Israel-Hamas war: Netanyahu orders Gaza’s crowded Rafah evacuated ahead of an expected ground invasion

JERUSALEM (AP) — Israeli Prime Minister Benjamin Netanyahu said Friday that he has ordered the army to prepare a plan to evacuate civilians from Rafah ahead of an expected Israeli invasion of the Palestinian territories. densely populated city in southern Gaza.

The announcement came after heavy international criticism, including from the US, over Israeli intentions to move ground troops to the city bordering Egypt. Rafah had a population of about 280,000 before the war and, according to the United Nations, is now home to an additional 1.4 million people living with relatives, in shelters or in vast tent camps after fleeing fighting elsewhere in Gaza.

Israel says Rafah is the last remaining Hamas stronghold in Gaza after more than four months of war.

“It is impossible to achieve the goal of the war, eliminating Hamas, by leaving four Hamas battalions in Rafah,” Netanyahu’s office said. “On the contrary, it is clear that the intense activity in Rafah requires civilians to evacuate the combat areas.”

This satellite image from Planet Labs PBC shows the city of Rafah in southern Gaza on October 13, 2023. (Planet Labs PBC via AP)

This satellite image from Planet Labs PBC shows the city of Rafah in southern Gaza on January 14, 2024. The city is normally home to 280,000 people.  But the population has swelled to more than 1.5 million people — roughly three-quarters of Gaza's population — as people flee fighting elsewhere in Gaza.  Vast tent camps are now spread across the city.  (Planet Labs PBC via AP)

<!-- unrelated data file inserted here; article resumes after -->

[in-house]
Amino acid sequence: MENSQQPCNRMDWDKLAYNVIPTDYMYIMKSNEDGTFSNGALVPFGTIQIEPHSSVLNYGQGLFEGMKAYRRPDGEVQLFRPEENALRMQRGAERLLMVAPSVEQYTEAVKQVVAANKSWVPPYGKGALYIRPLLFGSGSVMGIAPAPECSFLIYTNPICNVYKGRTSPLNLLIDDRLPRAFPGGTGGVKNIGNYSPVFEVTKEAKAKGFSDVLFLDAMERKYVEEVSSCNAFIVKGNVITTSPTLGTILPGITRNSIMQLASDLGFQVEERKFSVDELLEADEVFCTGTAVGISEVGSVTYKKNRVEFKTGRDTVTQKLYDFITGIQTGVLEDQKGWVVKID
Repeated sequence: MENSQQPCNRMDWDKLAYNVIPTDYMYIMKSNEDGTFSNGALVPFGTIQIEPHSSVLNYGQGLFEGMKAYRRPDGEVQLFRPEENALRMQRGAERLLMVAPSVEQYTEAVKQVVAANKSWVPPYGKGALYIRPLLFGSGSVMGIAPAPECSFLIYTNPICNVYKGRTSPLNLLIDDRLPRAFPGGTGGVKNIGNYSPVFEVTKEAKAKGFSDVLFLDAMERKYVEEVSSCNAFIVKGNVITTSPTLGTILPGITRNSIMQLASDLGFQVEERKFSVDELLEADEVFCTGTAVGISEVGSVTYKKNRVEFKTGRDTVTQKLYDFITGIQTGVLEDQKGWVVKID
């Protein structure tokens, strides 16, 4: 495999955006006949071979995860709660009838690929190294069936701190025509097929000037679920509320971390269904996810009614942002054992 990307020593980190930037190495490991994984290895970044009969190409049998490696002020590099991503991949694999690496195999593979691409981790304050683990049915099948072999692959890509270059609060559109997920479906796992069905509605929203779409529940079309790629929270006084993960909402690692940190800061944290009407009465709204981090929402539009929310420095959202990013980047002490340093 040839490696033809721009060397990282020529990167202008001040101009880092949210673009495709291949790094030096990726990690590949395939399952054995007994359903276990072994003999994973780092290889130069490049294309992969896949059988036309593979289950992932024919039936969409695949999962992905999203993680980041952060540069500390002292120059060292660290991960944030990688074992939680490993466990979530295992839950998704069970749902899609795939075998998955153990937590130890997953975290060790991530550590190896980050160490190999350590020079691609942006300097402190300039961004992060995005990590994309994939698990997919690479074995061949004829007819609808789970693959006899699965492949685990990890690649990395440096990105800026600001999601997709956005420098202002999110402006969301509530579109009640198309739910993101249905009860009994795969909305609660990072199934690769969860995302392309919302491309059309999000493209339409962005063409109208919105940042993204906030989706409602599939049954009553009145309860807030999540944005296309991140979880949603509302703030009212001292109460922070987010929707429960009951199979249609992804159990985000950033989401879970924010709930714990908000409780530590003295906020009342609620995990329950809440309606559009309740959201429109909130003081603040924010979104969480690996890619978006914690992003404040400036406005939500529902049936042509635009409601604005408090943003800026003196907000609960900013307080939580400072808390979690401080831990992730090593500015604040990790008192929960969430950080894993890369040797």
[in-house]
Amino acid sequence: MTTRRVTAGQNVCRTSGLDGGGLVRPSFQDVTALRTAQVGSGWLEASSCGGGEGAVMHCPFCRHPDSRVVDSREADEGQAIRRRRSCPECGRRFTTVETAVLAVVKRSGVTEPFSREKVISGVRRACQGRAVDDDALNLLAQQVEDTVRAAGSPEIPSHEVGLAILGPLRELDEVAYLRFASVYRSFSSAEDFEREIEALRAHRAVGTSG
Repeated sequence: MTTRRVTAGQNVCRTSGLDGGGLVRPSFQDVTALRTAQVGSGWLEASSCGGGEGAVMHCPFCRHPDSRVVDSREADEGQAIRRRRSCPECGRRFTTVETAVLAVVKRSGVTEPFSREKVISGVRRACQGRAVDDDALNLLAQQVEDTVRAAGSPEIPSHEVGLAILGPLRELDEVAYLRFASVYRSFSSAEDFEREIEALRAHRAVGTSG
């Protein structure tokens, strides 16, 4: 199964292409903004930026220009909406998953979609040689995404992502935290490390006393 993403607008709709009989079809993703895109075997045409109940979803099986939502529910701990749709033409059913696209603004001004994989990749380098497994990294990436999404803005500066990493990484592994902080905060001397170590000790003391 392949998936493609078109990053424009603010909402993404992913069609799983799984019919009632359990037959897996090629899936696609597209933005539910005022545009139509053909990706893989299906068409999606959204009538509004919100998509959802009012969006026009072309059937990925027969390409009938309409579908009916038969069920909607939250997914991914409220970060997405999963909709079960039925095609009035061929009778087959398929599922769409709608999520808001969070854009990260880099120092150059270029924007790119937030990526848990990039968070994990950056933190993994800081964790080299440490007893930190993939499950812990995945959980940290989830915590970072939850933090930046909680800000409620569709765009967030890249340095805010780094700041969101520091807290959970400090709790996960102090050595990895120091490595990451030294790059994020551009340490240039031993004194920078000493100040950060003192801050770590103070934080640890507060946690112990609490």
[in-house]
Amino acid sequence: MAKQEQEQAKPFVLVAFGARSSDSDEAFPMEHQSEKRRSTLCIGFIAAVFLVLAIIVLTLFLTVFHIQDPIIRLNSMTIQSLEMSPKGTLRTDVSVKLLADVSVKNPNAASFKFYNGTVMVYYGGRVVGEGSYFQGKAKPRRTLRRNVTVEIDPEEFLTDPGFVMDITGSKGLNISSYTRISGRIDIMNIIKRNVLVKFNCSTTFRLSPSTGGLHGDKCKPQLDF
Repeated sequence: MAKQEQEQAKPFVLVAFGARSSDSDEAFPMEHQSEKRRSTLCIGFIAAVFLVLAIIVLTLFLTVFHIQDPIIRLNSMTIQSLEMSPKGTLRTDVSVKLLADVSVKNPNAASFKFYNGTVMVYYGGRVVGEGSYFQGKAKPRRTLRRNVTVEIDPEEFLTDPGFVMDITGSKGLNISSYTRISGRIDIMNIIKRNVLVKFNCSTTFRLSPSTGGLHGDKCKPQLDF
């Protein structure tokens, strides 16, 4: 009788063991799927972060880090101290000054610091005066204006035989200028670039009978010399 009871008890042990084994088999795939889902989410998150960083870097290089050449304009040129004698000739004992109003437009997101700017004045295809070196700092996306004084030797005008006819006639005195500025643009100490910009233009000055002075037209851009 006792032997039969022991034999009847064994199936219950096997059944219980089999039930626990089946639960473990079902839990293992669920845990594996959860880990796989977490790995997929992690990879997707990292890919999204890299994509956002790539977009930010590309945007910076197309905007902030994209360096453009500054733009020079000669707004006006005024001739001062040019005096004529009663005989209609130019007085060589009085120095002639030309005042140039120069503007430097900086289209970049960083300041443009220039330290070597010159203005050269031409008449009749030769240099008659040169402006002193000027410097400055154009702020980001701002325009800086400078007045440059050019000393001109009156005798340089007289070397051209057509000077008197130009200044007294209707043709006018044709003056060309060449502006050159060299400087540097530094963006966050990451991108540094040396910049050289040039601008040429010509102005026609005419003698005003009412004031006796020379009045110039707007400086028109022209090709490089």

This satellite image from Planet Labs PBC shows the city of Rafah in southern Gaza on January 14, 2024. (Planet Labs PBC via AP)

It said he ordered the military and security officials to come up with a “combined plan” that would include a mass evacuation of civilians and the destruction of Hamas forces in the city.

Israel declared war after several thousand Hamas militants crossed the border into southern Israel on October 7which left 1,200 people dead and 250 others taken hostage. An Israeli air and ground offensive has killed about 28,000 Palestinians, most of them women and minors, according to local health officials. About 80% of Gaza’s 2.3 million residents have been displaced, and the area has plunged into crisis. humanitarian crisis with shortages of food and medical services.

Netanyahu has largely dismissed international criticism of the civilian deaths, saying Hamas is responsible for endangering civilians by operating and hiding in residential areas. But that criticism has increased in recent days as Netanyahu and other leaders vow to enter Rafah.